Letter, 14 September 1804, of John Page to [Bishop James?] Madison. Congratulates the recipient for the "happy state of affairs"under his administration.
What muse can dictate or what works express. A handwritten poem by John Page. Undated.
Copy of letter written to "Gentlemen" which concerns military commissions for Thomas Tavener and John Badgley.
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John Page (April 17, 1744 - October 11, 1808) was a figure in early United States history. He served in the U.S. Congress and as Governor of Virginia.
Page was born and lived at Rosewell Plantation in Gloucester County. His great grandfather was Colonel John Page (1628-1692), an English merchant from Middlesex who emigrated to Virginia with his wife Alice Lucken Page and settled in Middle Plantation. He was the brother of Mann Page III.
John Page was graduated from the College of William and Mary in 1763, where he was a friend and the closest college classmate of Thomas Jefferson, having exchanged a great deal of correspondence. He then served under George Washington in an expedition during the French and Indian War. He was a delegate to the state constitutional convention in 1776. He also served during the American Revolutionary War as an officer in the Virginia state militia, raising a regiment from Gloucester County and supplementing it with personal funds. During that war, he attained the rank of colonel.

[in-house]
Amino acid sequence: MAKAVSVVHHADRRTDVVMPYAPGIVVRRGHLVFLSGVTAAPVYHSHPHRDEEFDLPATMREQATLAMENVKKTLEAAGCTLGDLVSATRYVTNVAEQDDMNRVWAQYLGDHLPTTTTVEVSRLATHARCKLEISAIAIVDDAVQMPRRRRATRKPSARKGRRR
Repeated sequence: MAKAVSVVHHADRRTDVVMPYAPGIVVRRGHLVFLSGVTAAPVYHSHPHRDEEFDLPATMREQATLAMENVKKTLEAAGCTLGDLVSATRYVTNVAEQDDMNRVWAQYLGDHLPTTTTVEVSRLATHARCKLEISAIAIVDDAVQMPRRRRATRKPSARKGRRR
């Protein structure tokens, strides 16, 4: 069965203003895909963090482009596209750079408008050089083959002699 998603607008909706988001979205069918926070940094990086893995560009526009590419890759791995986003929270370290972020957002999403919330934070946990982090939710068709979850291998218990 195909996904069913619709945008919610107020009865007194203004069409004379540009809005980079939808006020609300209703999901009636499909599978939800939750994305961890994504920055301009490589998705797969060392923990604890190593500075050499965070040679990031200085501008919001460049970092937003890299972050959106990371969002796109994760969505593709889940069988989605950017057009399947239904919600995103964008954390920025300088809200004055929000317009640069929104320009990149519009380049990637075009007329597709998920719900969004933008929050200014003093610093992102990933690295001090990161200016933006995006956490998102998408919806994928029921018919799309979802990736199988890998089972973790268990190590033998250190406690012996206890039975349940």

Page was also involved in politics. He became the Lieutenant Governor of Virginia and served 1776-1779. He was then a member of the Virginia House of Delegates 1781-1783 and 1785-1788. Page was elected to the First United States Congress and reelected to the Second and Third, and to the Fourth as a Republican. Overall, he was Congressman from March 4, 1789 to March 3, 1797.
After his terms in Congress, he was again a member of the Virginia House of Delegates in 1797, 1798, 1800, and 1801. He became the Governor of Virginia in 1802 and served to 1805. After being governor, he was appointed United States commissioner of loans for Virginia and held office until his death in Richmond, Virginia on October 11, 1808.
He was interred in St. John's Churchyard in Richmond. Further information about this individual or organization may be available in the Special Collections Research Center Wiki: .
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Provenance of letter is unknown. Poem is a gift from Oscar Shuewmaker in May 1948. Copy of the letter to "Gentlemen" is a gift of Mrs. Page Claggett.
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